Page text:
GOP, White House Showcase Their Control Over Levers Of Power In Unprecedented Infomercial

CHARLOTTE, NC - AUGUST 25: (EDITORIAL USE ONLY) In this screenshot from the RNC’s livestream of the 2020 Republican National Convention, U.S. President Donald Trump arrives for a naturalization ceremony for new cit... CHARLOTTE, NC - AUGUST 25: (EDITORIAL USE ONLY) In this screenshot from the RNC’s livestream of the 2020 Republican National Convention, U.S. President Donald Trump arrives for a naturalization ceremony for new citizens in a pre-recorded video broadcasted during the virtual convention on August 25, 2020. The convention is being held virtually due to the coronavirus pandemic but will include speeches from various locations including Charlotte, North Carolina and Washington, DC. (Photo Courtesy of the Committee on Arrangements for the 2020 Republican National Committee via Getty Images) MORE LESS
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August 25, 2020 11:57 p.m.

It’s an election year, and that means using the levers of government power to propel the President of the United States to reelection. 

At least, that was the message Tuesday night, when the Trump administration, Trump campaign and Republican National Committee worked in unison to sing Donald John Trump’s praises. 

The spectacle, which experts denounced in real time as an unprecedented politicization of the federal government, reached a climax when the President and Acting Homeland Security Secretary Chad Wolf held a full naturalization ceremony in the middle of the convention proceedings. 

An announcer — booming but nameless and faceless — identified Wolf by his official title: “Acting Secretary Wolf, I present to you five candidates for naturalization representing five countries.” 

And Wolf, who a congressional watchdog office recently found was not even in the “acting” position legally, went through with it: Five naturalizations, filmed for the Republican Party. 

Using government locations, functions and officials as part of a political campaign “is anti-democratic and in many cases illegal,” Noah Bookbinder, executive director of the group Citizens for Responsibility and Ethics in Washington, noted on Twitter.

“They keep blowing through law and democratic principles and assume no one will care,” he said.

The naturalization ceremony was hardly all: Earlier Tuesday night, Trump used his pardon power in another RNC stunt, employing the authority for RNC speaker Jon Ponder in a live broadcast from the White House.

Later in the evening, First lady Melania Trump spoke from the White House Rose Garden, where at least one White House official, Kellyanne Conway, was present in the audience. (She recently announced that she’d resign her post at the end of the month.)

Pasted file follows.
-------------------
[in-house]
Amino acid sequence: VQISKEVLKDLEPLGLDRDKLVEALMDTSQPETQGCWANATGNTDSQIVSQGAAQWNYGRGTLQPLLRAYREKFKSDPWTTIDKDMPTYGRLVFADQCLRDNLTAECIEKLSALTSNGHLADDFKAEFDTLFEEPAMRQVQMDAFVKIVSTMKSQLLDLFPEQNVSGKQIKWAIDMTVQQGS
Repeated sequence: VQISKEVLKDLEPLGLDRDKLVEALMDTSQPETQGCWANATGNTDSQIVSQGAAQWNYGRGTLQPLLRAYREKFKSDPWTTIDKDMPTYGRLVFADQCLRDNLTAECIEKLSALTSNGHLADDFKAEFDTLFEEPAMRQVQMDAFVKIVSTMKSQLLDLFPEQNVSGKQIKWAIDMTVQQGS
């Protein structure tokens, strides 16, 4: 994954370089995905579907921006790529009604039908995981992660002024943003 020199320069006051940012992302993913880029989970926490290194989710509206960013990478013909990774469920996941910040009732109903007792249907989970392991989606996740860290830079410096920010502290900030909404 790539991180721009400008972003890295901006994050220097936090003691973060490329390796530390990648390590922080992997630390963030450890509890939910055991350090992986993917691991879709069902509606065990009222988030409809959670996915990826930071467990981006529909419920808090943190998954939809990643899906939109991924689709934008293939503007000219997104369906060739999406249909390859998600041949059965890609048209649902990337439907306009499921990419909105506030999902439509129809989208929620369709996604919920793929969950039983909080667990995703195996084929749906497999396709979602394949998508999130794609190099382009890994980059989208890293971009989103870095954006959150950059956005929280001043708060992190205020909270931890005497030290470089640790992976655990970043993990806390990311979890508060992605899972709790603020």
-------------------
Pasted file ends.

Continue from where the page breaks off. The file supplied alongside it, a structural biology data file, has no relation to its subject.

Some experts noted that the proceedings appeared to violate the Hatch Act, which forbids executive branch officials from politicizing their roles. But the appearances raised a wide range of questions and the possibility of a much grander violation of the traditional separation of government and politics: Who arranged the naturalization ceremony, and how couldn’t they have done it on the government’s dime? Was Pompeo speaking from Jerusalem as the result of State Department planning? (House investigators want to know.)

Pompeo, unlike Wolf, appeared to make light of the blurred lines: Instead of identifying himself as the secretary of state, he teased at the beginning of his speech that “I have a big job … as Susan’s husband and Nick’s dad.” 

Larry Kudlow, the President’s top economic advisor, instead introduced himself by saying viewers may “know me from TV and radio” and listing his past job titles, but not his current one. Conway, who’s still a senior White House counselor, was identified in an RNC video only as the “former campaign manager for Trump 2016.” Trump’s top domestic policy advisor, acting director of the White House’s Domestic Policy Council Brooke Rollins, was identified only by her name. 

And yet, for all the wink-and-nod avoidance, the RNC’s second night included multiple scenes from the White House, complete with bugle calls, sweeping scenic shots, and even two men who appeared to be uniformed Marines. 

As if he wanted to rub it in, Wolf, addressing the President at the naturalization ceremony, commended him for his “dedication to the rule of law, and for restoring integrity to our immigration system.”

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